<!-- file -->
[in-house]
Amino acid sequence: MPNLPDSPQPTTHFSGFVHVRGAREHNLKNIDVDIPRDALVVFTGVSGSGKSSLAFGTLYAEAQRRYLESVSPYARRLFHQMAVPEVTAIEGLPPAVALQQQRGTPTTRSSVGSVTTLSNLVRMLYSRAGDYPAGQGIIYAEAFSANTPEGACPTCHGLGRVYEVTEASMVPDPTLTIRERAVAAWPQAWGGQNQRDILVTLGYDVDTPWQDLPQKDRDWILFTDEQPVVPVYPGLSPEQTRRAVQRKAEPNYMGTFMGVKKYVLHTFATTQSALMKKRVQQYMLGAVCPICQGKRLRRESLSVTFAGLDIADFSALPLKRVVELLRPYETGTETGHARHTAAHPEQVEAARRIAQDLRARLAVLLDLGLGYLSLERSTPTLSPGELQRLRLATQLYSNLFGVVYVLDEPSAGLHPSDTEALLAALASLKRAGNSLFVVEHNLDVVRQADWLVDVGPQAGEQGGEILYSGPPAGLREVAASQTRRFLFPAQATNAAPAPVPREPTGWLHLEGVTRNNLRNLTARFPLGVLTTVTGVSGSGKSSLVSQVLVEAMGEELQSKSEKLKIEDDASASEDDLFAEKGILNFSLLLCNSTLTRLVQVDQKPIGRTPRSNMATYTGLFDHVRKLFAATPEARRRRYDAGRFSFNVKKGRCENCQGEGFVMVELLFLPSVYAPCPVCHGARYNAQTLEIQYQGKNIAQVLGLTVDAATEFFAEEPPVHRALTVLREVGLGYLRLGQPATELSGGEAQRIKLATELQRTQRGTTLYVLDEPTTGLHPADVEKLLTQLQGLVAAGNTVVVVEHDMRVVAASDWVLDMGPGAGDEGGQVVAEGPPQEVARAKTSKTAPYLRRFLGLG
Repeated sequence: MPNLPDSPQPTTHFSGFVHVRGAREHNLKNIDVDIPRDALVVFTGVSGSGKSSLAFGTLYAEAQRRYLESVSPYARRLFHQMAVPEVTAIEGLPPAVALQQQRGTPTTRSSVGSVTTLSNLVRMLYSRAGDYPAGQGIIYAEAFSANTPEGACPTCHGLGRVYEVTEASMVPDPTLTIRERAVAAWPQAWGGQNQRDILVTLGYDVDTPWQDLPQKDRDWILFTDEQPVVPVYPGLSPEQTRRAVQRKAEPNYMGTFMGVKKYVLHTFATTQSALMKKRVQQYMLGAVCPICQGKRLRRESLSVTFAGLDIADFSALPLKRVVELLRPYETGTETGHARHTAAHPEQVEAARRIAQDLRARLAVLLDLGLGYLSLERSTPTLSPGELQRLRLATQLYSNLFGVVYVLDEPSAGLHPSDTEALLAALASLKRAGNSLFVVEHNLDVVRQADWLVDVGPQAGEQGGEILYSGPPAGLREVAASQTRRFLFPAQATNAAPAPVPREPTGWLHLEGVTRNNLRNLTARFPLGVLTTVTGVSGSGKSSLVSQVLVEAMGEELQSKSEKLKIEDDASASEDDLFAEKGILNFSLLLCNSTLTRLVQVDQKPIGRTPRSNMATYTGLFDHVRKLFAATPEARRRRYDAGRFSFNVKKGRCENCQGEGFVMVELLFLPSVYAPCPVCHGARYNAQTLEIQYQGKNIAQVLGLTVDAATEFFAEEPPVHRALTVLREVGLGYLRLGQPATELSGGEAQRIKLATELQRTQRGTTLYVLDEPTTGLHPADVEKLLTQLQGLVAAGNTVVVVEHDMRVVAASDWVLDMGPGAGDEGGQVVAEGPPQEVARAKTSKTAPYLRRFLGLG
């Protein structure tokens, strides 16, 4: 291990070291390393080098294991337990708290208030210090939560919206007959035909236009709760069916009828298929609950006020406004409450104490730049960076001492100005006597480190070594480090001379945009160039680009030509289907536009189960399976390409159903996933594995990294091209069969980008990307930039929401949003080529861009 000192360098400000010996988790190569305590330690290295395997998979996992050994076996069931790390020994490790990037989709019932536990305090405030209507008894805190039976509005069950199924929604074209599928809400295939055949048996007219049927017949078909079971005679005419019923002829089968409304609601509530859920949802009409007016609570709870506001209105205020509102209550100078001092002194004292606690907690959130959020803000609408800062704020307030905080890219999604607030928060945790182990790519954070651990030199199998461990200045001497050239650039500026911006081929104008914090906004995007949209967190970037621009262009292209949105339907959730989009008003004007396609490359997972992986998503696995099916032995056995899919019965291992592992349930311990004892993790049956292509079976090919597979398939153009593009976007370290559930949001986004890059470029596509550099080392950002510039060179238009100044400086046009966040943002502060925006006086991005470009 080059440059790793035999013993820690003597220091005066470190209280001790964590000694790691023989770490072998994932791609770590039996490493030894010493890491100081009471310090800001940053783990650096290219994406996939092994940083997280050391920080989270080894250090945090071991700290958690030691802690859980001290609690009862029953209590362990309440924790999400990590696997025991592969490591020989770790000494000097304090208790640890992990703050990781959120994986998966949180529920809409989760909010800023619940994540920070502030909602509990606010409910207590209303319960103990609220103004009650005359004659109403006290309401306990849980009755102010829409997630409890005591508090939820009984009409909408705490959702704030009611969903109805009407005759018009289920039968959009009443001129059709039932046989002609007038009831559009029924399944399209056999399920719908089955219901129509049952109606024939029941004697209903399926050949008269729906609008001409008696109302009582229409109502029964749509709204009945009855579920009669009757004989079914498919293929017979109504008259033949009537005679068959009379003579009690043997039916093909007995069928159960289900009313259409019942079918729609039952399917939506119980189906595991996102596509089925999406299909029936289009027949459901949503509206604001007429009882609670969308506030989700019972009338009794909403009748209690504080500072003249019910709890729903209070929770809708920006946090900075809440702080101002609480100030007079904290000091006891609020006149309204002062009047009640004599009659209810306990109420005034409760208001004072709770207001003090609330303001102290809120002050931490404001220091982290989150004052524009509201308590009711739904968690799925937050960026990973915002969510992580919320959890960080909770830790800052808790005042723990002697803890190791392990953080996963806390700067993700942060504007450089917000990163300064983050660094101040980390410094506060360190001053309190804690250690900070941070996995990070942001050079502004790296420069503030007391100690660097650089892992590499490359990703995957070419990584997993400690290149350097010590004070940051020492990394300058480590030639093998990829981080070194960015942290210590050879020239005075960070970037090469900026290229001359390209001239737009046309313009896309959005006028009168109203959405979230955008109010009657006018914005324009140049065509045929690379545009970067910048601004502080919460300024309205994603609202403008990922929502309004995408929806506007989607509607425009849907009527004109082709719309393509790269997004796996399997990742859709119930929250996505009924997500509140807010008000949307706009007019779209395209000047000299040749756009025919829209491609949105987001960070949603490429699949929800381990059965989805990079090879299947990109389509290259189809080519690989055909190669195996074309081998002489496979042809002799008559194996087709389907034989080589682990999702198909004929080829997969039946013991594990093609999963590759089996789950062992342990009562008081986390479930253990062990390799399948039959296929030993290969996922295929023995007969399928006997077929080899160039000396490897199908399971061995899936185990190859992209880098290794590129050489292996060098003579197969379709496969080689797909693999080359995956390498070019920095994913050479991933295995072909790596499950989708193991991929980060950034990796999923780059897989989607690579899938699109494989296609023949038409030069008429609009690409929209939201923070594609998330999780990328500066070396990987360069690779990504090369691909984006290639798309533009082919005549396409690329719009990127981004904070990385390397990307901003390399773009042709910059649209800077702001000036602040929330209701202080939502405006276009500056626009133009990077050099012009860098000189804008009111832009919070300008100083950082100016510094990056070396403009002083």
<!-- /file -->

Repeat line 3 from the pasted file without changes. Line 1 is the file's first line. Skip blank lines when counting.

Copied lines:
Repeated sequence: MPNLPDSPQPTTHFSGFVHVRGAREHNLKNIDVDIPRDALVVFTGVSGSGKSSLAFGTLYAEAQRRYLESVSPYARRLFHQMAVPEVTAIEGLPPAVALQQQRGTPTTRSSVGSVTTLSNLVRMLYSRAGDYPAGQGIIYAEAFSANTPEGACPTCHGLGRVYEVTEASMVPDPTLTIRERAVAAWPQAWGGQNQRDILVTLGYDVDTPWQDLPQKDRDWILFTDEQPVVPVYPGLSPEQTRRAVQRKAEPNYMGTFMGVKKYVLHTFATTQSALMKKRVQQYMLGAVCPICQGKRLRRESLSVTFAGLDIADFSALPLKRVVELLRPYETGTETGHARHTAAHPEQVEAARRIAQDLRARLAVLLDLGLGYLSLERSTPTLSPGELQRLRLATQLYSNLFGVVYVLDEPSAGLHPSDTEALLAALASLKRAGNSLFVVEHNLDVVRQADWLVDVGPQAGEQGGEILYSGPPAGLREVAASQTRRFLFPAQATNAAPAPVPREPTGWLHLEGVTRNNLRNLTARFPLGVLTTVTGVSGSGKSSLVSQVLVEAMGEELQSKSEKLKIEDDASASEDDLFAEKGILNFSLLLCNSTLTRLVQVDQKPIGRTPRSNMATYTGLFDHVRKLFAATPEARRRRYDAGRFSFNVKKGRCENCQGEGFVMVELLFLPSVYAPCPVCHGARYNAQTLEIQYQGKNIAQVLGLTVDAATEFFAEEPPVHRALTVLREVGLGYLRLGQPATELSGGEAQRIKLATELQRTQRGTTLYVLDEPTTGLHPADVEKLLTQLQGLVAAGNTVVVVEHDMRVVAASDWVLDMGPGAGDEGGQVVAEGPPQEVARAKTSKTAPYLRRFLGLG